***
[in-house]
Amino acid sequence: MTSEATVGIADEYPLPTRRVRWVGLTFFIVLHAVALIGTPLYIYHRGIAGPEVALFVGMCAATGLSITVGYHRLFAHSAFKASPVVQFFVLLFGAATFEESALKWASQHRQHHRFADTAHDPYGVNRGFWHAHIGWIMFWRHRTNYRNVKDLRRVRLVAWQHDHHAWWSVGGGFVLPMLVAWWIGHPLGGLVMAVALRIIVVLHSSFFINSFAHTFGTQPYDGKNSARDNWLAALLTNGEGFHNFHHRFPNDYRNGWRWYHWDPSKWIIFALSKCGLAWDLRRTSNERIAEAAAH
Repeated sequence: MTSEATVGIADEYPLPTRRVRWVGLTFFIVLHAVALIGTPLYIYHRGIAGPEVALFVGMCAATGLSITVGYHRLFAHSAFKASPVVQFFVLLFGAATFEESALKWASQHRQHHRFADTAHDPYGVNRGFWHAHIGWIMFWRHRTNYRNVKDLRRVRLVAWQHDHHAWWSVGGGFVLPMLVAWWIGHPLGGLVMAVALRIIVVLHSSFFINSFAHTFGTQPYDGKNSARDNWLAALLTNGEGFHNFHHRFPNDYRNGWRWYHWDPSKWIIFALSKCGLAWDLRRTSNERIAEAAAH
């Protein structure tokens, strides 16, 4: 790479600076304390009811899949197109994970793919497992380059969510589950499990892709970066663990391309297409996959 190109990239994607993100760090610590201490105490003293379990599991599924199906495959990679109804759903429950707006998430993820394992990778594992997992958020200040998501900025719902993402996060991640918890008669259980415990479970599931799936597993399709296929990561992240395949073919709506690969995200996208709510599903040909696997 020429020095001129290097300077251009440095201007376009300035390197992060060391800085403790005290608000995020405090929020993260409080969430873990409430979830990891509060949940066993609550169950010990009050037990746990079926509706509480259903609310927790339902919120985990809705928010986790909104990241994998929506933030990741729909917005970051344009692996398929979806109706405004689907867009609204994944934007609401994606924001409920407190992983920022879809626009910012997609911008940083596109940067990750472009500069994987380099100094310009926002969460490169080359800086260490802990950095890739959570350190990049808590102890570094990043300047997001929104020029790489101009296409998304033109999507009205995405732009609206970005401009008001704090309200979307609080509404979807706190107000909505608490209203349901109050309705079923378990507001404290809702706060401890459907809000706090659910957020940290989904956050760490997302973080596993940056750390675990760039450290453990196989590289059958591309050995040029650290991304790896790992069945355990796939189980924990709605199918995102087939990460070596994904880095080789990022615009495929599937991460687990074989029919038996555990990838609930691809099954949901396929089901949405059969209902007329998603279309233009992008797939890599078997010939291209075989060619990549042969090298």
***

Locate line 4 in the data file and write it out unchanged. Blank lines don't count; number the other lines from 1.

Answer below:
């Protein structure tokens, strides 16, 4: 790479600076304390009811899949197109994970793919497992380059969510589950499990892709970066663990391309297409996959 190109990239994607993100760090610590201490105490003293379990599991599924199906495959990679109804759903429950707006998430993820394992990778594992997992958020200040998501900025719902993402996060991640918890008669259980415990479970599931799936597993399709296929990561992240395949073919709506690969995200996208709510599903040909696997 020429020095001129290097300077251009440095201007376009300035390197992060060391800085403790005290608000995020405090929020993260409080969430873990409430979830990891509060949940066993609550169950010990009050037990746990079926509706509480259903609310927790339902919120985990809705928010986790909104990241994998929506933030990741729909917005970051344009692996398929979806109706405004689907867009609204994944934007609401994606924001409920407190992983920022879809626009910012997609911008940083596109940067990750472009500069994987380099100094310009926002969460490169080359800086260490802990950095890739959570350190990049808590102890570094990043300047997001929104020029790489101009296409998304033109999507009205995405732009609206970005401009008001704090309200979307609080509404979807706190107000909505608490209203349901109050309705079923378990507001404290809702706060401890459907809000706090659910957020940290989904956050760490997302973080596993940056750390675990760039450290453990196989590289059958591309050995040029650290991304790896790992069945355990796939189980924990709605199918995102087939990460070596994904880095080789990022615009495929599937991460687990074989029919038996555990990838609930691809099954949901396929089901949405059969209902007329998603279309233009992008797939890599078997010939291209075989060619990549042969090298």